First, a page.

As a result, microvehicles are in this grey area between toys and motor vehicles. There is a lack of consensus on the classification and taxonomy of microvehicles. They pose a challenge to traditional vehicle classification norms, so to get a better idea of the breadth of existing microvehicles, we graphed them by weight and speed.
Figure 2 Micromobility vs. Human-Powered Mobility*
Here comes SAE J3194
In an effort to solve this communication gap, we are working with key stakeholders from industry, academia, the non-profit world, and public agencies in city governments to create, SAE J3194 – Taxonomy and Classification of Micromobility Vehicles. This recommended practice will classify and define microvehicles for all sectors to use.
In order to generate a system for classifying microvehicles, we first need to establish the criteria for microvehicles. We are looking at a series of factors including top speed, weight, and width. The definition of microvehicle could not only impact operational use, but also the future innovation of micromobility. A definition that’s too strict could stifle innovation and we wouldn’t want that.
In addition to defining the microvehicle class, we are working to create a taxonomy and classification system that organizes different types of microvehicles based on their attributes. Just from a quick Google or Twitter search for different microvehicles, the confusion and inconsistent naming that is prevalent today is apparent. We need clarity on what to call different types of microvehicles so that everyone can be on the same page. For example, should a Segway Personal Transporter be in the same category as their so called mini versions?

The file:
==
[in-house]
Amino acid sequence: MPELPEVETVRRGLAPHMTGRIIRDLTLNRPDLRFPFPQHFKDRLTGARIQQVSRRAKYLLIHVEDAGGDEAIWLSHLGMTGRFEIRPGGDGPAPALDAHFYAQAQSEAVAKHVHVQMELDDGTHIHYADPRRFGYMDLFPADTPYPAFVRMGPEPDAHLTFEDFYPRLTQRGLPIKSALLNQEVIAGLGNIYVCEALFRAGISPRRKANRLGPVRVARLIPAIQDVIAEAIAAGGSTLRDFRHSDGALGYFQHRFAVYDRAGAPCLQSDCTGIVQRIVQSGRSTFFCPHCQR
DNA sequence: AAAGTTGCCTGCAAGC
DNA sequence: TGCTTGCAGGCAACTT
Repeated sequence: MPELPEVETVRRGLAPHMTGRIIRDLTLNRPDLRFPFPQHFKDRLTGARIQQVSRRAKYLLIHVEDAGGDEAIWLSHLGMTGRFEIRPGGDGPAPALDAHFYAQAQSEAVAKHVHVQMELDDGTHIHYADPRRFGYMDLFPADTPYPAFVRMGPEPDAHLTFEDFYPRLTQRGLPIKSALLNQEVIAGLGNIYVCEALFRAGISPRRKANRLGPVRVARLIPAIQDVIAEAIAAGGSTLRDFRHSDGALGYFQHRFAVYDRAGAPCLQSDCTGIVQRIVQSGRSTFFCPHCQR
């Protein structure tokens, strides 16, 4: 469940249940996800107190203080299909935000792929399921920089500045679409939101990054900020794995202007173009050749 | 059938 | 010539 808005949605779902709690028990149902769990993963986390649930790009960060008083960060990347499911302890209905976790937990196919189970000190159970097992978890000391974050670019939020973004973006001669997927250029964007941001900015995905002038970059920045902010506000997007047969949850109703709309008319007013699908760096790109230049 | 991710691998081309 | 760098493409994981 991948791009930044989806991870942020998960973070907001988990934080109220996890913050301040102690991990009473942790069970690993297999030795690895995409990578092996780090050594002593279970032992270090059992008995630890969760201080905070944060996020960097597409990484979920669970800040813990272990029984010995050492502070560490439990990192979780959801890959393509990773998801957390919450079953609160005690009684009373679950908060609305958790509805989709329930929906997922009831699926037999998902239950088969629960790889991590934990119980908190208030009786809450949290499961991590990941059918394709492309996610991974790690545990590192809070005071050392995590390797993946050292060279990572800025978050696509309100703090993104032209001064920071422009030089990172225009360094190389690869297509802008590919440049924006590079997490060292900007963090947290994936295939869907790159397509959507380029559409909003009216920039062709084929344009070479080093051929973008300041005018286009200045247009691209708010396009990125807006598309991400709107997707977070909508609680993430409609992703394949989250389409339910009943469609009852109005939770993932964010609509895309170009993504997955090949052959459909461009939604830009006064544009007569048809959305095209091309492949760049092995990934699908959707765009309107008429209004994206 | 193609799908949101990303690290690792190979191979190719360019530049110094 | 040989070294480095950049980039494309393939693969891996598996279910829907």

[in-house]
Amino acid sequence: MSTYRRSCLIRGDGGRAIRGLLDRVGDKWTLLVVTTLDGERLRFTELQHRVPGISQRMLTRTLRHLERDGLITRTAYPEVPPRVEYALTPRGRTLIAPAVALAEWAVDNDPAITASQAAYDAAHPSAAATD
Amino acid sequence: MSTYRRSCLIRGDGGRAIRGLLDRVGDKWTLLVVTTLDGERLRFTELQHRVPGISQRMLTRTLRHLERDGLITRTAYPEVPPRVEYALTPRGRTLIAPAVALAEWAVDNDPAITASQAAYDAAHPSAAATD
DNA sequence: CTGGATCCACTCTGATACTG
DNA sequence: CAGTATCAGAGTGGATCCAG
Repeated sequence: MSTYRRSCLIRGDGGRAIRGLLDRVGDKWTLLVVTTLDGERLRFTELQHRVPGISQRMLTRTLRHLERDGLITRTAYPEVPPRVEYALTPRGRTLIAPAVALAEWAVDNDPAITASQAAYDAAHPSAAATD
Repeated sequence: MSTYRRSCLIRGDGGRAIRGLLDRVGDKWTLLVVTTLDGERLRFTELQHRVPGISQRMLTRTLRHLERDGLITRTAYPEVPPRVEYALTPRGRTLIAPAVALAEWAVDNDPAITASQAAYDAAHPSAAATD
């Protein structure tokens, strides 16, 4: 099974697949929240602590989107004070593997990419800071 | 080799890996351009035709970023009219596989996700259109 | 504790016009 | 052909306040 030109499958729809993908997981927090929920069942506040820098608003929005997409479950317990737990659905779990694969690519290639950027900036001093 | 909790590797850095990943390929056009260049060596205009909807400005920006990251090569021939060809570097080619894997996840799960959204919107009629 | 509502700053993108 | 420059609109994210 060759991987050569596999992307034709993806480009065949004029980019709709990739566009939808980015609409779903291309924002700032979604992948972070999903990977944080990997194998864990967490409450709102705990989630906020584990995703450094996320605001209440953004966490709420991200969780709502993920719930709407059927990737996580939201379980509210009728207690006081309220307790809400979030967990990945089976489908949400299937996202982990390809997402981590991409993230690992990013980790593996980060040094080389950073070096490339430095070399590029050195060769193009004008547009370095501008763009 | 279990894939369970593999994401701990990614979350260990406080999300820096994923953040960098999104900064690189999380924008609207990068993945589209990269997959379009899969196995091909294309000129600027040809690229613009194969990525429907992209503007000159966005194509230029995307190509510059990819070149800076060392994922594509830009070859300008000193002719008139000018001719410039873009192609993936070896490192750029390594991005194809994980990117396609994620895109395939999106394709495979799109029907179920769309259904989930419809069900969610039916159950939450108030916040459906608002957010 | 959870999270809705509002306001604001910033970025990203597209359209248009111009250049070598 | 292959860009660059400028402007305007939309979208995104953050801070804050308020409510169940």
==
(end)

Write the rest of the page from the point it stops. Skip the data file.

Standards are NOT slow and dull
Yes, standards development is notorious for being slow and tedious. Standards development is often criticized for being a roadblock to innovation. For the case of our microvehicle taxonomy work, we are happy to share that we are moving very quickly. It looks like we will have a published document in the coming months! It is fair to say that we are just at the beginning of the innovation and adoption curve of micromobility. Guiding documents such as J3194 will need continuous TLC and should be considered a living document that will pave the way for future innovation.
We’re all ears
We would love to hear from you! Please reach out to us with any questions and ideas. Contact Annie.
About the authors
Annie leads SAE International’s portfolio in micromobility and shared mobility. She is also pursuing her doctorate degree in transportation engineering at McGill University.
Leila is a masters of engineering student focusing on transportation engineering at McGill University. She works at SAE as an intern with the micromobility and shared mobility committees.
*FYI on where we got the values for the chart
E-skates are based on the Segway Drift W1.E-Unicycle is based on the Ninebot One by Segway. E-skateboard is based on the Boosted Mini by Boosted Boards. E-Longboard is based on the Boosted Stealth by Boosted Boards. Hoverboard is based on the RockSaw Off-Road Bluetooth Hoverboard (All-terrain) by Street Saw. E-scooter is based on the Ninebot Kickscooter by Segway ES4. Electric personal assistive mobility device (EPAMD) is based on the x2 SE Personal Transporter by Segway. Class 1, 2 and 3 E-Bikes are based on their classification by the U.S. Consumer Product Safety Commission which is regulated by 16 C.F.R. Section 1512.